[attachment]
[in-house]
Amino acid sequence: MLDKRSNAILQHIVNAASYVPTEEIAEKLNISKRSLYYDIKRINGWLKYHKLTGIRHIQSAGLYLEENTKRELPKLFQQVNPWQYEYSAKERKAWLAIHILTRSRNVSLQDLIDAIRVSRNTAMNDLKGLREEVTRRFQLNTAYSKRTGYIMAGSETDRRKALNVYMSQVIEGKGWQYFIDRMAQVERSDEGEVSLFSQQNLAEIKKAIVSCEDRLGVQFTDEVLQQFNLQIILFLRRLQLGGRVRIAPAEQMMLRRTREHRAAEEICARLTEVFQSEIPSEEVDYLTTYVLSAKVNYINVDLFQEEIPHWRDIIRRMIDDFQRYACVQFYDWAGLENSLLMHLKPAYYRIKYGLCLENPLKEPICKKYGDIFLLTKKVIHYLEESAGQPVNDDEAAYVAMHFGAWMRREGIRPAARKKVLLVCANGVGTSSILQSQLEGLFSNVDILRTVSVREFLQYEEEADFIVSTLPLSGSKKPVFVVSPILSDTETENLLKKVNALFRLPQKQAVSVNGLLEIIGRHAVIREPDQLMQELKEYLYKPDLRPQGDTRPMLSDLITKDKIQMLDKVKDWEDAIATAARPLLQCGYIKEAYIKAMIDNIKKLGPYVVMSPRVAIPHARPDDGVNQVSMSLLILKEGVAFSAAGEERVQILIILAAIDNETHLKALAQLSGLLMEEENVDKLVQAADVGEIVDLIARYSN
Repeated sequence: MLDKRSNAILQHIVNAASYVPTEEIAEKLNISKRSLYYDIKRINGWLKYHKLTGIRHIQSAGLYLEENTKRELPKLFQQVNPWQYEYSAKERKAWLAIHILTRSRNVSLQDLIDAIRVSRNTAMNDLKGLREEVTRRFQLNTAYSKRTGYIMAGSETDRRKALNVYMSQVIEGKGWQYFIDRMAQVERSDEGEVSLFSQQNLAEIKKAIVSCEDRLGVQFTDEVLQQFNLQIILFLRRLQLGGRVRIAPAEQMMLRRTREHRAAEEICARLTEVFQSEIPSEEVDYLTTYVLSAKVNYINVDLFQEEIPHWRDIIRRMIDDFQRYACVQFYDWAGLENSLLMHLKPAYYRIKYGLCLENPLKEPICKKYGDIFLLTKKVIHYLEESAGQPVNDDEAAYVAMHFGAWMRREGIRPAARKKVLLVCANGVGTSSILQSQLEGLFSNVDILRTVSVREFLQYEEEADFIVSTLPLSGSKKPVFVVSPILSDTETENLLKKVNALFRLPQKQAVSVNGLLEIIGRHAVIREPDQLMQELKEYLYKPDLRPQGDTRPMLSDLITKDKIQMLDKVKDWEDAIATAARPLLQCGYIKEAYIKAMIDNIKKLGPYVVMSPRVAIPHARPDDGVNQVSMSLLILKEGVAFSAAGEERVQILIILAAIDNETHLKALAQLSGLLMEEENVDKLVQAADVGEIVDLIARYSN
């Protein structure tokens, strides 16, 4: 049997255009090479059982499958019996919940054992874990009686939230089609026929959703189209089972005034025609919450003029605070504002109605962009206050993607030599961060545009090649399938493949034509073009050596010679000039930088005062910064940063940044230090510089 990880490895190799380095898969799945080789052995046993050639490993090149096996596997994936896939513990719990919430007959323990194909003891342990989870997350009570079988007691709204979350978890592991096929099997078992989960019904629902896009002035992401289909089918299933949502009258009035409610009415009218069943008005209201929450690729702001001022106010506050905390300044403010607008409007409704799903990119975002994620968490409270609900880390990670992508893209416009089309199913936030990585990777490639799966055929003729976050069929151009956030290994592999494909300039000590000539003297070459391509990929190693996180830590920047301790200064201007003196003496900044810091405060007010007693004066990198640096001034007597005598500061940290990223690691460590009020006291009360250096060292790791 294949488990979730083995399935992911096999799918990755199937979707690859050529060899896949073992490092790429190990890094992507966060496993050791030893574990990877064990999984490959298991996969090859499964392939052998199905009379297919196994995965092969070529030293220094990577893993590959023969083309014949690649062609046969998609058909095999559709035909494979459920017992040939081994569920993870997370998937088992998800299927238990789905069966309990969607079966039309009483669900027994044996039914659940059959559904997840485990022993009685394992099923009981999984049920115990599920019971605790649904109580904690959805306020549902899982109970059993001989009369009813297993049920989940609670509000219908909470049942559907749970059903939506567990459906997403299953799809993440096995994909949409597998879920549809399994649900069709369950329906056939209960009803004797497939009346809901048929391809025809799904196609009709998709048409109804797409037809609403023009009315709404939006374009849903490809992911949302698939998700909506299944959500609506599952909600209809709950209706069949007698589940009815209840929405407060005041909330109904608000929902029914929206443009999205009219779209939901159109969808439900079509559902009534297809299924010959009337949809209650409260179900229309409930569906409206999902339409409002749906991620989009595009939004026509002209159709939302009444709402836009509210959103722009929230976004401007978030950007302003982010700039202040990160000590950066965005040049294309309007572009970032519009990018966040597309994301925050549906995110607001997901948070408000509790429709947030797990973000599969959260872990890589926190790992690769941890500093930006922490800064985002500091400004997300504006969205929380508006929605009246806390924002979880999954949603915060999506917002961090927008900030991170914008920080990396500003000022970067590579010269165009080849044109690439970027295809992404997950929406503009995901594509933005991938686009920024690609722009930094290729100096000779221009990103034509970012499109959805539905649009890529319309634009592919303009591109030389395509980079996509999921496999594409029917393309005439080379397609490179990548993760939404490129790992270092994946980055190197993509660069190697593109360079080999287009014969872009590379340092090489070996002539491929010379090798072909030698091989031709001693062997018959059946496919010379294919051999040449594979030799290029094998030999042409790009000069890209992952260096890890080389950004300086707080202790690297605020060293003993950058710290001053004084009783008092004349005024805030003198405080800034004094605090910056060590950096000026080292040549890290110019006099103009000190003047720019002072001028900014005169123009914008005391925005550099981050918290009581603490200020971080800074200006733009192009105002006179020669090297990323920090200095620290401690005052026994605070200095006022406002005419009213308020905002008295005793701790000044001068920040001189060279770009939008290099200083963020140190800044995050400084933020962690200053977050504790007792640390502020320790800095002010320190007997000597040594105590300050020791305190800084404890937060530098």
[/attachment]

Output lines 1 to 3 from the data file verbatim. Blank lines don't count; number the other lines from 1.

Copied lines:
[in-house]
Amino acid sequence: MLDKRSNAILQHIVNAASYVPTEEIAEKLNISKRSLYYDIKRINGWLKYHKLTGIRHIQSAGLYLEENTKRELPKLFQQVNPWQYEYSAKERKAWLAIHILTRSRNVSLQDLIDAIRVSRNTAMNDLKGLREEVTRRFQLNTAYSKRTGYIMAGSETDRRKALNVYMSQVIEGKGWQYFIDRMAQVERSDEGEVSLFSQQNLAEIKKAIVSCEDRLGVQFTDEVLQQFNLQIILFLRRLQLGGRVRIAPAEQMMLRRTREHRAAEEICARLTEVFQSEIPSEEVDYLTTYVLSAKVNYINVDLFQEEIPHWRDIIRRMIDDFQRYACVQFYDWAGLENSLLMHLKPAYYRIKYGLCLENPLKEPICKKYGDIFLLTKKVIHYLEESAGQPVNDDEAAYVAMHFGAWMRREGIRPAARKKVLLVCANGVGTSSILQSQLEGLFSNVDILRTVSVREFLQYEEEADFIVSTLPLSGSKKPVFVVSPILSDTETENLLKKVNALFRLPQKQAVSVNGLLEIIGRHAVIREPDQLMQELKEYLYKPDLRPQGDTRPMLSDLITKDKIQMLDKVKDWEDAIATAARPLLQCGYIKEAYIKAMIDNIKKLGPYVVMSPRVAIPHARPDDGVNQVSMSLLILKEGVAFSAAGEERVQILIILAAIDNETHLKALAQLSGLLMEEENVDKLVQAADVGEIVDLIARYSN
Repeated sequence: MLDKRSNAILQHIVNAASYVPTEEIAEKLNISKRSLYYDIKRINGWLKYHKLTGIRHIQSAGLYLEENTKRELPKLFQQVNPWQYEYSAKERKAWLAIHILTRSRNVSLQDLIDAIRVSRNTAMNDLKGLREEVTRRFQLNTAYSKRTGYIMAGSETDRRKALNVYMSQVIEGKGWQYFIDRMAQVERSDEGEVSLFSQQNLAEIKKAIVSCEDRLGVQFTDEVLQQFNLQIILFLRRLQLGGRVRIAPAEQMMLRRTREHRAAEEICARLTEVFQSEIPSEEVDYLTTYVLSAKVNYINVDLFQEEIPHWRDIIRRMIDDFQRYACVQFYDWAGLENSLLMHLKPAYYRIKYGLCLENPLKEPICKKYGDIFLLTKKVIHYLEESAGQPVNDDEAAYVAMHFGAWMRREGIRPAARKKVLLVCANGVGTSSILQSQLEGLFSNVDILRTVSVREFLQYEEEADFIVSTLPLSGSKKPVFVVSPILSDTETENLLKKVNALFRLPQKQAVSVNGLLEIIGRHAVIREPDQLMQELKEYLYKPDLRPQGDTRPMLSDLITKDKIQMLDKVKDWEDAIATAARPLLQCGYIKEAYIKAMIDNIKKLGPYVVMSPRVAIPHARPDDGVNQVSMSLLILKEGVAFSAAGEERVQILIILAAIDNETHLKALAQLSGLLMEEENVDKLVQAADVGEIVDLIARYSN